For those with curiosity about all the factions involved this book will be helpful. This book details the complex factional civil war in Lebanon, the Palestinian occupation of the south, the Israeli invasion, and the foreign intervention attempt to make peace. The events covered here follow on from those covered in the two earlier volumes The Israeli Army in the Middle East Wars, 1948-1973, and Arab Armies in the Middle East Wars, 1948-1973.
The rivalry between Israel and the surrounding Arab nations goes back before WW II with the 1917 Balfour Declaration that a homeland for the Jews would be established in Palestine. This was done in the wake of the dissolution of the Ottoman Empire without consulting the Arabic peoples of Palestine.
After much unrest in the 1930s matters came to a head in 1948 after the British left and Israel was proclaimed, the surrounding Arabic states invaded Palestine. The resulting war caused many of the Palestinian Arabs to flee the conflict. The resulting de facto partition resulting from the Israeli victory led to four more major ground wars and ongoing border raids and terrorism.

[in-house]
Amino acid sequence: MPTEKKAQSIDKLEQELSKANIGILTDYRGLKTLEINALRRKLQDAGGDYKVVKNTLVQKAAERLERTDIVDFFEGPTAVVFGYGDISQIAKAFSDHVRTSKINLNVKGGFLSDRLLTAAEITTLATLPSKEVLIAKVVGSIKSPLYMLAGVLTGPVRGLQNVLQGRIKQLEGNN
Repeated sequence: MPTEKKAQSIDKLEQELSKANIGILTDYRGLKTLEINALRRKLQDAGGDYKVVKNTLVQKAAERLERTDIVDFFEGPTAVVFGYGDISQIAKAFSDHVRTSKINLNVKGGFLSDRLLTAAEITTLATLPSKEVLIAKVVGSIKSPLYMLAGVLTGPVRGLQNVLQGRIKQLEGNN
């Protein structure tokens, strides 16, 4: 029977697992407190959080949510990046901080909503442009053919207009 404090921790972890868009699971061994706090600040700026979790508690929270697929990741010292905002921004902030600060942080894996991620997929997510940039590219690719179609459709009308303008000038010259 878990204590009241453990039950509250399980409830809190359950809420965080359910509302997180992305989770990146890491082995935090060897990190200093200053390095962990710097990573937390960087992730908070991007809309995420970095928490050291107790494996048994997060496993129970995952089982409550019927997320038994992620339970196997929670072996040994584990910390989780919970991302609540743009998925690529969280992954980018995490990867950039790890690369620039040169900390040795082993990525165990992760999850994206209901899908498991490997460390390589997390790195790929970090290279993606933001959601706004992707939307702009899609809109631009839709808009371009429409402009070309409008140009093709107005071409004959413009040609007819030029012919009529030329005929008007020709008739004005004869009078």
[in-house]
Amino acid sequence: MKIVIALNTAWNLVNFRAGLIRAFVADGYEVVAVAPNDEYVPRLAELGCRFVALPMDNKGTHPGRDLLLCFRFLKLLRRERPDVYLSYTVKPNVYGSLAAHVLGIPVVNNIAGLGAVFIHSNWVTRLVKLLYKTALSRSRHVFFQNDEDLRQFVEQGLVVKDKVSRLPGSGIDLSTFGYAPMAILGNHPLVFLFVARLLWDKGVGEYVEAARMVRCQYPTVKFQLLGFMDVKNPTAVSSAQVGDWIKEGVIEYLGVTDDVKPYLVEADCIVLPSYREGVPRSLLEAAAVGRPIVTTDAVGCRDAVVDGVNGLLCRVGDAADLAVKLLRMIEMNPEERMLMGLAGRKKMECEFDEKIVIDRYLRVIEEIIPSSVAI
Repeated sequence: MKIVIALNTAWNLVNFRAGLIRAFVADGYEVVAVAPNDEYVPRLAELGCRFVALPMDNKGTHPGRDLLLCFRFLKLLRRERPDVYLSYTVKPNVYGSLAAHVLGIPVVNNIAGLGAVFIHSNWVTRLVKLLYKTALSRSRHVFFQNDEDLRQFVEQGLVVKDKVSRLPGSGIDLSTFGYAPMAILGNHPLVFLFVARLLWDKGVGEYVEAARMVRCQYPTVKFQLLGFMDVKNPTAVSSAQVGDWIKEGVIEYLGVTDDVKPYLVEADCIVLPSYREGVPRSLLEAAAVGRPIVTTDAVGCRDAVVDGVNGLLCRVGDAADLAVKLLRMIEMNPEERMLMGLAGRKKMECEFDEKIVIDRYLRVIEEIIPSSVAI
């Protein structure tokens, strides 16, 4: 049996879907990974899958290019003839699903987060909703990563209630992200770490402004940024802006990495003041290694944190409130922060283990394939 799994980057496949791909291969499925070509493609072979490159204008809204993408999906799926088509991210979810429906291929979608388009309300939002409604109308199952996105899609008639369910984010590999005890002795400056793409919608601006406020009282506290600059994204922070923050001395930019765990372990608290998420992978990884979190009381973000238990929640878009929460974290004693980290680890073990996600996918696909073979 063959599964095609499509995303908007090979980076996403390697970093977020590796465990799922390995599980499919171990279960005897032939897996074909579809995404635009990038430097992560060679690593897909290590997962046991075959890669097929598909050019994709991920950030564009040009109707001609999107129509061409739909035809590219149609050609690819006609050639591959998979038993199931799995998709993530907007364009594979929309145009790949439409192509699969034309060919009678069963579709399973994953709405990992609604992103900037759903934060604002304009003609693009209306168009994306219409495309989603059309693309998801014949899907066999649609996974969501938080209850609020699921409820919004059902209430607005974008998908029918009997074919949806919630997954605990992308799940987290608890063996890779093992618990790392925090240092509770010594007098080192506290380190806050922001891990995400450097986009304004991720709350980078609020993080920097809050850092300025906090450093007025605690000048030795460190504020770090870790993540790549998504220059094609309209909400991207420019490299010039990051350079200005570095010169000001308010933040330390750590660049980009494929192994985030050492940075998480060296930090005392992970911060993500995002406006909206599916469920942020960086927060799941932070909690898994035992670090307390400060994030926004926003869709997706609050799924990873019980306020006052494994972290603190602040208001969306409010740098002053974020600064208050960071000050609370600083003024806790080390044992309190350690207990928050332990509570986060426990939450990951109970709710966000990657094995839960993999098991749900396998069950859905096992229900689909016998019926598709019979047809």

But their return was not to be allowed but even more tragically, they were kept in refugee camps and not allowed to disperse or assimilate in the rest of the Arab world in a manner similar to that done by the displaced persons who fled Eastern Europe in 1945. Now, several generations on, the desires of the Palestinians to return, destroy the state of Israel, and reclaim the land of their origin, have festered for so long that no rational solution seems in sight. At various times the Israeli's neighbors have backed or opposed or expelled the Palestinian forces in response to their own internal political imperatives. Thus, the Egyptians have signed a peace with Israel, while the rest have not. Syrians, Saudis, and others have continued to offer them refuge and aid while the Kingdom of Jordan expelled them all in "Black September" 1970, an event which led to the raid on the Olympic delegation in 1972.
No matter on what side your sympathy lies, hope of peace is still remote, and all concerned victims of this conflict deserve the prayers and good wishes of the world.
The color plates are of the usual high quality and, along with the Israeli, Lebanese, and other local forces, cover the French, Italian, and US Marines sent to seperate the warring factors along the Green Line in Beirut.